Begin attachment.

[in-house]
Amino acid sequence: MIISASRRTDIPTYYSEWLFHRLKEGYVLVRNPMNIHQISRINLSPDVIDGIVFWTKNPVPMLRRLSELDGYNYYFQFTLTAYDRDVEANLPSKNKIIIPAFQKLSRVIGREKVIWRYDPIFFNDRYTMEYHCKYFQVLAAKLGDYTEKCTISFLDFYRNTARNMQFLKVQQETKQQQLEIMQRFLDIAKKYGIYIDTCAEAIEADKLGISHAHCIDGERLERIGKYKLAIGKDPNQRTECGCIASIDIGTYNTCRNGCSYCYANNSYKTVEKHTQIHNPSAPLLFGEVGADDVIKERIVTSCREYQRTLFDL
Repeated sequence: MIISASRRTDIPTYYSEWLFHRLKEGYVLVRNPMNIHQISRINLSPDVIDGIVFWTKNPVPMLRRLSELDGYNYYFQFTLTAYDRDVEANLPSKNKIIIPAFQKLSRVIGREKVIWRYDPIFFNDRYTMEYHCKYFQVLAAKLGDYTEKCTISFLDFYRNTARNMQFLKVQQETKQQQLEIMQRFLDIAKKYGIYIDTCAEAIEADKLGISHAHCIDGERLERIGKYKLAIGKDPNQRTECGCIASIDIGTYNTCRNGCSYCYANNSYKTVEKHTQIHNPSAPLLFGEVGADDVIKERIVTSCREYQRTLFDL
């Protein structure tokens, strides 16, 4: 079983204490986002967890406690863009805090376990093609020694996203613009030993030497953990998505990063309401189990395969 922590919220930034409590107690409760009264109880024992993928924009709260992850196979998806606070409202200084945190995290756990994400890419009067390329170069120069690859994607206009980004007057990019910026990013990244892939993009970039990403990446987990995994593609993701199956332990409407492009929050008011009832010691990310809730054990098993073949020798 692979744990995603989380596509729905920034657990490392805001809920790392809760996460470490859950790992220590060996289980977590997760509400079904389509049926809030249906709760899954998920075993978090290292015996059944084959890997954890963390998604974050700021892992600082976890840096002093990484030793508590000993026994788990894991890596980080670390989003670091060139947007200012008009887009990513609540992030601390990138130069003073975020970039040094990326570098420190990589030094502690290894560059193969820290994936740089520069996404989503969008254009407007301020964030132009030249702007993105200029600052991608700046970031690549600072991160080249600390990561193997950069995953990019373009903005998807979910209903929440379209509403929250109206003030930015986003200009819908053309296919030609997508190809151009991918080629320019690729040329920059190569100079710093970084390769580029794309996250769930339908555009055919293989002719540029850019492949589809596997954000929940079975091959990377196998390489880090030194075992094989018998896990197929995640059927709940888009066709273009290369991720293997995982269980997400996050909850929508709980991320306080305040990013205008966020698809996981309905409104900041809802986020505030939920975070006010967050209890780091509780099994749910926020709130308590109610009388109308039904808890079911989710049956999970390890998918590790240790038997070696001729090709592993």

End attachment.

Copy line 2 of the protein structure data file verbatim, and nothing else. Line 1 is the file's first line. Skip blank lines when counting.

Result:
Amino acid sequence: MIISASRRTDIPTYYSEWLFHRLKEGYVLVRNPMNIHQISRINLSPDVIDGIVFWTKNPVPMLRRLSELDGYNYYFQFTLTAYDRDVEANLPSKNKIIIPAFQKLSRVIGREKVIWRYDPIFFNDRYTMEYHCKYFQVLAAKLGDYTEKCTISFLDFYRNTARNMQFLKVQQETKQQQLEIMQRFLDIAKKYGIYIDTCAEAIEADKLGISHAHCIDGERLERIGKYKLAIGKDPNQRTECGCIASIDIGTYNTCRNGCSYCYANNSYKTVEKHTQIHNPSAPLLFGEVGADDVIKERIVTSCREYQRTLFDL